The Bukusu culture covered in refreshing detail and breadth along with rites of passage, stages of life, and events such as birth, naming, circumcision, marriage, burial, and death is of significance to the Bukusu community. The Bukusu are widely known for their circumcision culture which is deeply rooted in them. There are some significant practices that many people are not aware of.
The Kenya News Agency visited a renowned circumciser (Omukhebi) Josephat Musungu Makoye who narrated that he inherited the spirit of circumcision from his uncles (bakhoma clan). He fell sick when he was young and developed some mysterious wounds on his body and later during the circumcision ceremony he fainted on the(stabicha) a special soil applied to those awaiting to undergo the circumcision, He was given (lukembe) a knife used for circumcision and (Nyuli) a metal made by blacksmiths that is believed to calm down the spirits.
“When I was given the (lukembe) and got healed, that’s when I realized I possessed the spirit of circumcision. Two years later, I responded to the calling and began serving my purpose,” He narrated.
Musungu who is also a pastor received prayers to liberate him from the spirit but all this was in vain because it is in their bloodline.
“A pastor told me, if I circumcise a person then blow a whistle and it becomes a final say, if I lay my hands on the sick, they get healed,” Musungu affirmed.
He explained further that during the circumcision period, when they fall asleep, they dream about the boy who is about to be circumcised and foresee what will happen to him.
“The moment the boy steps in (stabicha) a special soil applied to those awaiting to undergo the circumcision, my body trembles, and my heart beats faster when the soil is applied on his body, I begin saying my own things when he steps out of the stabicha the crowd starts singing (sioya) a song sang during circumcision, I become possessed by a spirit and behave like a mad person the moment I cut off the foreskin I come back to my senses.” Said Mr. Musungu.
However, Musungu expounded that there are ladies who have the spirit and they get possessed on hearing the sioya, this makes them run tirelessly like mad people to where the the singing crowd is regardless of the distance unless they are given lukembe by omukhebi to calm down the spirits, they might never stop running and causing disturbance during the ceremony.
The application of soil on their body signifies they are dressed in an attire which they will never put on. The boys apply the soil on their body leaving a small area where the heart is located to allow breathing, Musungu shed explained further.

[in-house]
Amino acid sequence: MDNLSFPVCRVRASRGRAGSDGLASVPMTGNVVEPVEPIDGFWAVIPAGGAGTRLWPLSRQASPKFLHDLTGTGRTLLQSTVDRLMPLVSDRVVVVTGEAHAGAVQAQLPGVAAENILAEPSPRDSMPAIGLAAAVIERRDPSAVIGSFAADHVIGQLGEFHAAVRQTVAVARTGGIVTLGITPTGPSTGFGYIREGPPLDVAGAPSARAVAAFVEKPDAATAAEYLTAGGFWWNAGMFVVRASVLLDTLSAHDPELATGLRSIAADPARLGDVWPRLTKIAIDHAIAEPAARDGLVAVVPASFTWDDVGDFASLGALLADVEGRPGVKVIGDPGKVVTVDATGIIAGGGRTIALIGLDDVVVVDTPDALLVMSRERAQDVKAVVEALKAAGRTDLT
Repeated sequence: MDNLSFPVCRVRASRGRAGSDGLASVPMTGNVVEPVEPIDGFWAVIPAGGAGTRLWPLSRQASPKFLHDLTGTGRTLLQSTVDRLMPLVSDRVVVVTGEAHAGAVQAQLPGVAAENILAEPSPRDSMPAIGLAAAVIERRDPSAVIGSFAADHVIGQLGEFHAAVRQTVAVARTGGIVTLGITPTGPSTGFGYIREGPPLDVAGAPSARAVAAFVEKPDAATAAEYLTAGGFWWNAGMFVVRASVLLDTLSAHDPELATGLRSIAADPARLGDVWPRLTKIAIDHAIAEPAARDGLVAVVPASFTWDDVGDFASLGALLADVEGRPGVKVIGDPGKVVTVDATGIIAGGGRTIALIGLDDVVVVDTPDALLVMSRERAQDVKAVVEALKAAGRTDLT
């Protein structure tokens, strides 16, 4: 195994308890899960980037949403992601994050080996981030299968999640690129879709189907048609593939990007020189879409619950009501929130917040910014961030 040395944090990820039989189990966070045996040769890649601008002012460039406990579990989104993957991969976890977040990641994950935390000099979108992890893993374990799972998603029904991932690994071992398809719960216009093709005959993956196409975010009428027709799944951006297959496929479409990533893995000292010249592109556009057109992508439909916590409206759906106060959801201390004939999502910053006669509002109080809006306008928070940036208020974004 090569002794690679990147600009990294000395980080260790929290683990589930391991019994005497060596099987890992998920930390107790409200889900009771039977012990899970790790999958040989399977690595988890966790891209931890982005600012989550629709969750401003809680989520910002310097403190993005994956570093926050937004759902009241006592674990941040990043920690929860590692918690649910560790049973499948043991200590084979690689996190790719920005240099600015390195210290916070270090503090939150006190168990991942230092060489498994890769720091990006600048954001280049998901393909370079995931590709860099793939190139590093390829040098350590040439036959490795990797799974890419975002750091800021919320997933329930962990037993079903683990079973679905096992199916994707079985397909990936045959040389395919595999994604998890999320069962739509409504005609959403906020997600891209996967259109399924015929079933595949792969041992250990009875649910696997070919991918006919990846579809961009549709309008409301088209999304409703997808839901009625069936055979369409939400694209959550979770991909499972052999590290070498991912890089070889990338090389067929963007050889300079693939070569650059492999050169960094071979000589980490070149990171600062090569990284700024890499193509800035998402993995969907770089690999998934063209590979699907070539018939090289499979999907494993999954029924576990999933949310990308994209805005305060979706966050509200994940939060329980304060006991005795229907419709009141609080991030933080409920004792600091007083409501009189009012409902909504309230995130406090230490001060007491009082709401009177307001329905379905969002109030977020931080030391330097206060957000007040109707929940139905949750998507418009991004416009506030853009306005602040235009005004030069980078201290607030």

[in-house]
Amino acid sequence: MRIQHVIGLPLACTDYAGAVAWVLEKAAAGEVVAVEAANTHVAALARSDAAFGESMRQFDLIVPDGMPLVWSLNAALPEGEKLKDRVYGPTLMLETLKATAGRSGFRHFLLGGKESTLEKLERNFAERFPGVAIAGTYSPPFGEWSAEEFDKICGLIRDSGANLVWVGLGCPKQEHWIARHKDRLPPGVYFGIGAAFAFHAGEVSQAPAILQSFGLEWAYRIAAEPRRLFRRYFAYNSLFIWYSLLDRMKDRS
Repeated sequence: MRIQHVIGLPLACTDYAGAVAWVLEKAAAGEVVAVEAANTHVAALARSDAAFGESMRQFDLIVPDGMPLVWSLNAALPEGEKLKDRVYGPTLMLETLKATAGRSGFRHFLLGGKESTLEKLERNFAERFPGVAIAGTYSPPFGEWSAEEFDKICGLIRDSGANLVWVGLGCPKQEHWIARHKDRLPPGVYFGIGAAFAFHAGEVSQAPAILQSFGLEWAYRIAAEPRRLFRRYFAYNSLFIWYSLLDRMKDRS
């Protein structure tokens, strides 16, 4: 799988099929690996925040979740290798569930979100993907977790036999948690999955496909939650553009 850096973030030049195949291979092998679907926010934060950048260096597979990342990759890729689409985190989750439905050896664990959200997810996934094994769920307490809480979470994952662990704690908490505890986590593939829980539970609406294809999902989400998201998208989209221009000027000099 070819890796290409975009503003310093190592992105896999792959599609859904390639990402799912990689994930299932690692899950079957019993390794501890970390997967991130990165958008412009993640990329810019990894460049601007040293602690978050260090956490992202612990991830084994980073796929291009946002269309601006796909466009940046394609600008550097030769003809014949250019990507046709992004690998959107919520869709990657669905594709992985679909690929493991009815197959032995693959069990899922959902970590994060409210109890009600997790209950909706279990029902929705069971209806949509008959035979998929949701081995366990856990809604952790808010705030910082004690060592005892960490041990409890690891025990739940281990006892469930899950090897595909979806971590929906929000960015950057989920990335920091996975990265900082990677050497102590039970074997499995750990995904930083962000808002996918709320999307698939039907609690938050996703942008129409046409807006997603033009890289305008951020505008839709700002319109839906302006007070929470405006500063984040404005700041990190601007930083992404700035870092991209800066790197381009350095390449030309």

After a long walk with (Omukhebi) Josephat to the (Stabicha) a renowned place where the smearing of soil takes place Josephat explained more about the smearing process.
“After the smearing of the soil the boys are not supposed to use the path, they initially came with,” Musungu pointed out.
During the odd years, a year where circumcision ceremony doesn’t take place the (stabicha) remains still like a normal ground contrary to even years where the stabicha automatically gets wet and bubbles in preparation for the period.
It is believed the stabicha is guarded by a snake, in case of any interruption in the area the snake migrates to a new place and automatically the stabicha disappears and moves to the area the snake migrated.
Nevertheless, the placing of grass on the head signifies the boy will be the head of his home and the moment he dies (Lusuli) a stick that is put on top of a hut’s roof which signifies the grass that was placed on his head during circumcision, is removed to show that the head of the house is no more. Moreover, it is believed when he dies the cock is not supposed to crow in his absence, when it does it should be killed with immediate effect, Musungu told KNA.
Musungu said that (lukembe) the knife used for circumcision is made in (Lirumbi) a shrine, surprisingly the person who makes it should be naked as a sign of blessing it, before the circumcision period, (Busaa) is prepared in the shrine, a white hen or goat is sacrificed to foresee what will happen during the circumcision period. Lukembe is carried facing upwards by omukhebi when he is going to perform the act, an implication of the connections with the spirits.
The Daily Vendor Newspaper gathered that the handle of the knife (Lukembe) used in the cut, is from a special root of a Kamukimira tree. The root usually cuts across the path, this implies that the knife will be used to circumcise many people.
When the (omusinde) the boy who is to be circumcised, goes to stabicha his mother remains seated on the floor stretching her legs, when she folds her legs the omusinde screams calling the name of his mother which may lead to her death.
The placing of the meat around the neck signifies the father paid the bride price, this only applies to the firstborns Whereas, second-borns are given cows to go with, a slap on the cheek implies motivation or courage.